It’s Not Your Fault

I wrote this for the AMC newsletter a while back. My audience was new moms whose children had just been diagnosed with AMC. The piece is titled, “It’s Not Your Fault.”

 

We tried seven ultrasounds to find out our baby’s gender. Each time we saw a black and white blur curled up into a pretzel. We were never told that our baby had any special needs. We weren’t prepared.

Babies with AMC are born stiff and curled up at birth. Ours was no exception. I just wanted to know if I had a son or daughter–something seven ultrasounds couldn’t tell me. After they pulled my baby from me via C-section I asked again what my baby’s gender was. “I don’t know,” a female voice said and then added in horror, “I can’t pull the legs apart!” The mirror they were holding up for me to see below the curtain got quickly snatched away. I started to get scared. “Why are the legs in the way?” I asked. A blonde woman leaned in close and rubbed my arm. “It’s not your fault.”

It’s not your fault. That was it. That’s not an answer. That’s a puzzle. What’s not my fault? What’s not my fault!

I didn’t see my only child again for five hours.

The first meeting with my daughter was shocking. Not because of her limbs (they had her swaddled), but because she was a tiny human life. The awe of it was overwhelming. She started to cry so I spoke her name. Laelia. She stopped and looked straight up at me. She recognized my voice! The intimacy of it actually frightened me. I immediately felt the weight of being completely responsible for a little someone. And not just any someone, but someone with special needs I didn’t understand.

Blame it on the heavy medication after my C-section, but I could not pronounce the word arthrogryposis correctly for the first three weeks of my daughter’s life. Heck, I had a hard time saying AMC. ACM? The days ahead were filled with physical therapy, fighting with insurance, painful stretching, serial casting and worrying. Not to mention breastfeeding. I found I was afraid of my daughter—afraid to hurt her. I didn’t understand her body and I grieved for the daughter I had hoped to have. This wasn’t supposed to happen. I stayed in this state for the first four months of her life as every trip to the doctor brought more bad news. She was missing the muscles to walk or lift her arms. She would be in a wheelchair for life. She would never walk. Upon hearing this, my cousin told me to start a blog and journal out my feelings. So I did. With a heart full of lead I started my very first post, “I have a physically disabled daughter…”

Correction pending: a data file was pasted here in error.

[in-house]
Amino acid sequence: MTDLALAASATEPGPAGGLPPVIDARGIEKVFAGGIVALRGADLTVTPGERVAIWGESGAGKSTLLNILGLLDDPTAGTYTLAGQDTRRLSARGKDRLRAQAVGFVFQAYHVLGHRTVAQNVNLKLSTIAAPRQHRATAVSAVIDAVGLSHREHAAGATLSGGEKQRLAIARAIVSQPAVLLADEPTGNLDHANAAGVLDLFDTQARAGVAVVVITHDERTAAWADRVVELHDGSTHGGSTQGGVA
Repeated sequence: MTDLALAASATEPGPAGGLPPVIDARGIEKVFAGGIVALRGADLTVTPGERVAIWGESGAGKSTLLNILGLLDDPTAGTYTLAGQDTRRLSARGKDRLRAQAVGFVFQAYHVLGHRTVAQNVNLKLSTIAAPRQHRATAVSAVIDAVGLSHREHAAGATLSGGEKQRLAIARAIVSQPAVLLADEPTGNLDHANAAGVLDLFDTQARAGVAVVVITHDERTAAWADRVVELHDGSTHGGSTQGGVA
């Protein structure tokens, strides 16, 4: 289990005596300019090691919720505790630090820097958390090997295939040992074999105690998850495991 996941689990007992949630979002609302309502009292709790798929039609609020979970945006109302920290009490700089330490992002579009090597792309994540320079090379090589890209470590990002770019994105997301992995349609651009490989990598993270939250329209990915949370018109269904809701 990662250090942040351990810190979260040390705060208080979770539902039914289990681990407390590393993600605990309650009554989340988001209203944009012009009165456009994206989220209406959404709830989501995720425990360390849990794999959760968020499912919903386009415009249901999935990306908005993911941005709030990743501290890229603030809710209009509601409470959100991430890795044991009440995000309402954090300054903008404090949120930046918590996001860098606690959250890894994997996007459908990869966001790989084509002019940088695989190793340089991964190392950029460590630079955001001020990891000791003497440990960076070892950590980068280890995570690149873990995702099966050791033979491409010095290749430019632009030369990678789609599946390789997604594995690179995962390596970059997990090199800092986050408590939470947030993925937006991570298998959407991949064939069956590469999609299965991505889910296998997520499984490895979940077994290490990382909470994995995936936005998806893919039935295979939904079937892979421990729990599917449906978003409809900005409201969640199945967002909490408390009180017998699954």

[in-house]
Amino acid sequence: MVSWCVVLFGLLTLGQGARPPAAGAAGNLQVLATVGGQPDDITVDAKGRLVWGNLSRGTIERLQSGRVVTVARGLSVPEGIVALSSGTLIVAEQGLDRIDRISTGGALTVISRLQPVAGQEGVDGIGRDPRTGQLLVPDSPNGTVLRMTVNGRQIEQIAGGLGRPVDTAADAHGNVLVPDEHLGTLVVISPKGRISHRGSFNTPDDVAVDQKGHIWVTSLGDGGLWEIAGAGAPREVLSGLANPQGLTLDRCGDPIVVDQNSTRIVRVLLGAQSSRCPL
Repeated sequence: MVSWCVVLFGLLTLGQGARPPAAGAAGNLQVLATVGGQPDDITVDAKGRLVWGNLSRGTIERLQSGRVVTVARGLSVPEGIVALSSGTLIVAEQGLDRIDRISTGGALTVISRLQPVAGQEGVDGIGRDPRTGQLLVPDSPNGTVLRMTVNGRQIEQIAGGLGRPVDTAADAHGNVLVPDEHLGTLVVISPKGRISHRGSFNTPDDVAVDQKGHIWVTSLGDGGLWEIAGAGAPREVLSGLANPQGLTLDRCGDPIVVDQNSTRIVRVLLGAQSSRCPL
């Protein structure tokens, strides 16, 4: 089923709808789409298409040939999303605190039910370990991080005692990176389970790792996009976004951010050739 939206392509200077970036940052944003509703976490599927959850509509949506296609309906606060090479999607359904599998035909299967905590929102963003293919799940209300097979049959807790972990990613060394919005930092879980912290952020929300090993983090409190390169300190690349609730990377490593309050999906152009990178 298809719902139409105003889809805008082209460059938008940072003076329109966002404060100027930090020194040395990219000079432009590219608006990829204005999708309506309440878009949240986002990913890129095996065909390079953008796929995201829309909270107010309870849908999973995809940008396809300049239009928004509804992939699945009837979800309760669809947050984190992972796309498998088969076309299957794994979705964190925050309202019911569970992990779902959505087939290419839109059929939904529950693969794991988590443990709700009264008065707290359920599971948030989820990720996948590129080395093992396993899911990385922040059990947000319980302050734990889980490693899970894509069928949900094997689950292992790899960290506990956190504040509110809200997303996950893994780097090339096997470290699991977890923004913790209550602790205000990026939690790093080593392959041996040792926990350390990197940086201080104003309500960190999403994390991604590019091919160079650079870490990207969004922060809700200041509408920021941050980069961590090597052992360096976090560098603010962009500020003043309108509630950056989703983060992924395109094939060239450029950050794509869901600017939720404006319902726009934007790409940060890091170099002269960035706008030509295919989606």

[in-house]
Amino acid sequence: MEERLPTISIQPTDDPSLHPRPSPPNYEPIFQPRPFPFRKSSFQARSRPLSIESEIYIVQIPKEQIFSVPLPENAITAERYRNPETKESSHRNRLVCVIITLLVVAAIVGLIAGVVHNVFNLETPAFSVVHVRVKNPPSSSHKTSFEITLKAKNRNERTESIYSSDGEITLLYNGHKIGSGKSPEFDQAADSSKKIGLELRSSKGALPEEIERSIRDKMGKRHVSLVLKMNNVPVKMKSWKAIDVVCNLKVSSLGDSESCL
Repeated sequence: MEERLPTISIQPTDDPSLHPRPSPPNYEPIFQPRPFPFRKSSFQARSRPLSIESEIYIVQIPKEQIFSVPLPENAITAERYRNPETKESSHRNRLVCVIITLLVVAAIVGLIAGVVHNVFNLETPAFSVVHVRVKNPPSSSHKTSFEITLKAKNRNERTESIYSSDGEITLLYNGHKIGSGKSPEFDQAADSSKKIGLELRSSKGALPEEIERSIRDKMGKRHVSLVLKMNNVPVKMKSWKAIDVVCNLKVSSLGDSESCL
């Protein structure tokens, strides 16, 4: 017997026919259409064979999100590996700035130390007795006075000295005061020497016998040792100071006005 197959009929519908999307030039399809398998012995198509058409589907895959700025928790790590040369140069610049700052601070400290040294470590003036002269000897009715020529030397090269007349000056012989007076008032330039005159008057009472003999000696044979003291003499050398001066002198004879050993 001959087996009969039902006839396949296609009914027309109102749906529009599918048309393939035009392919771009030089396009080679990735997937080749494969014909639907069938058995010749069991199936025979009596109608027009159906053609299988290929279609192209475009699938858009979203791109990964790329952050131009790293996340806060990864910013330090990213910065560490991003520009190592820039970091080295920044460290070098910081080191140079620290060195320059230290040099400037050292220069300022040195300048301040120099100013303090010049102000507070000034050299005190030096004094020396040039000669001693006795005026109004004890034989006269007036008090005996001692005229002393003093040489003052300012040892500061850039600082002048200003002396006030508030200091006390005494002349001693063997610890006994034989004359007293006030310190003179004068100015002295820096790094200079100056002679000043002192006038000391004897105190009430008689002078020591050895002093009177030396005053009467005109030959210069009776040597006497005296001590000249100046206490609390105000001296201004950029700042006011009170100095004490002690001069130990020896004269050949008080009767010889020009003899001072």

It has been four years since I have described my daughter in terms of “physically disabled.” It’s funny, but that just isn’t a good definition for this goofy, quick-witted kidlet. These days my blogs are full of life. I write about how Laelia lifts her arms by swinging them, how she walks all over the house in her KAFOs and how she’s the smartest kid in her preschool. That’s not the picture the doctors gave me, but luckily for me I had my AMC family—a group of people who knew this condition and didn’t let me give up.

So would I have chosen to have a child with AMC had I known? Yes. I’d choose this. My daughter is pure joy. Would I do it again? Haha! Absolutely. In fact, we are!

This summer we will be traveling to meet our son. He will be just under two years old. He has arthrogryposis. Arthrogryposis. I say it like a veteran now. Overseas my son has been given no hope of living a normal life. But I know different. I see his little legs and feet in that pretzel position and smile. Someday I’ll blog about what a joy he is. Someday when he’s crying I’ll speak his name. Roland.

And someday during an examination a medical professional will try to get his legs apart and I’ll tell her, “It’s not your fault.”

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